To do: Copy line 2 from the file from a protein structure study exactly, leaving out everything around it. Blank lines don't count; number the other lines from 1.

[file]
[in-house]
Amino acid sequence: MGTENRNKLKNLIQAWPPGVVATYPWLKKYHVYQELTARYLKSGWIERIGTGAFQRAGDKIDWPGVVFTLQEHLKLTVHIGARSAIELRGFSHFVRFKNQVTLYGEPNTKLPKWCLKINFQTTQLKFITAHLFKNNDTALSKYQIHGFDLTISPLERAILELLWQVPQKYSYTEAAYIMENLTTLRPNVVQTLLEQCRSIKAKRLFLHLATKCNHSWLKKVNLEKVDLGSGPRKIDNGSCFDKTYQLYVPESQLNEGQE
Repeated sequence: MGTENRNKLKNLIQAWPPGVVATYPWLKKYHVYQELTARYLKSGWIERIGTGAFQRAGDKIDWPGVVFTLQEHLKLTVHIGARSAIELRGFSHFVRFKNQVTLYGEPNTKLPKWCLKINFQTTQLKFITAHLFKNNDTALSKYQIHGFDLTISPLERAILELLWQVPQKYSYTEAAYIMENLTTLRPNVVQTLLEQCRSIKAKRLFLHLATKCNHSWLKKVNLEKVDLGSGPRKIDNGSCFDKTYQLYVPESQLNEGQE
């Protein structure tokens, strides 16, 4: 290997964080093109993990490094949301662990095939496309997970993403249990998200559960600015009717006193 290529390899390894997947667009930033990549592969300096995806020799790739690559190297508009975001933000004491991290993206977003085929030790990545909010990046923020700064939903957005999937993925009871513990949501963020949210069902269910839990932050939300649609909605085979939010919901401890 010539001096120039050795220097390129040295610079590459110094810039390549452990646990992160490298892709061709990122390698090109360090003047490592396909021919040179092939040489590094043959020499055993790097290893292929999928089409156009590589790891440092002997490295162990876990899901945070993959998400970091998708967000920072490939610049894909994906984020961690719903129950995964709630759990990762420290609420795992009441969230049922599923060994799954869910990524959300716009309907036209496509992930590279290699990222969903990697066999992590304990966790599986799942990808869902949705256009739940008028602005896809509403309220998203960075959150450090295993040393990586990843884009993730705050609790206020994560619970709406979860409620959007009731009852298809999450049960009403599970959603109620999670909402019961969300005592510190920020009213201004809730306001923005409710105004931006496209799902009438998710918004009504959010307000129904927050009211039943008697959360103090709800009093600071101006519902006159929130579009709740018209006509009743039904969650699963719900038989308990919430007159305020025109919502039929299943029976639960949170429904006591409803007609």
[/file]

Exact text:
Amino acid sequence: MGTENRNKLKNLIQAWPPGVVATYPWLKKYHVYQELTARYLKSGWIERIGTGAFQRAGDKIDWPGVVFTLQEHLKLTVHIGARSAIELRGFSHFVRFKNQVTLYGEPNTKLPKWCLKINFQTTQLKFITAHLFKNNDTALSKYQIHGFDLTISPLERAILELLWQVPQKYSYTEAAYIMENLTTLRPNVVQTLLEQCRSIKAKRLFLHLATKCNHSWLKKVNLEKVDLGSGPRKIDNGSCFDKTYQLYVPESQLNEGQE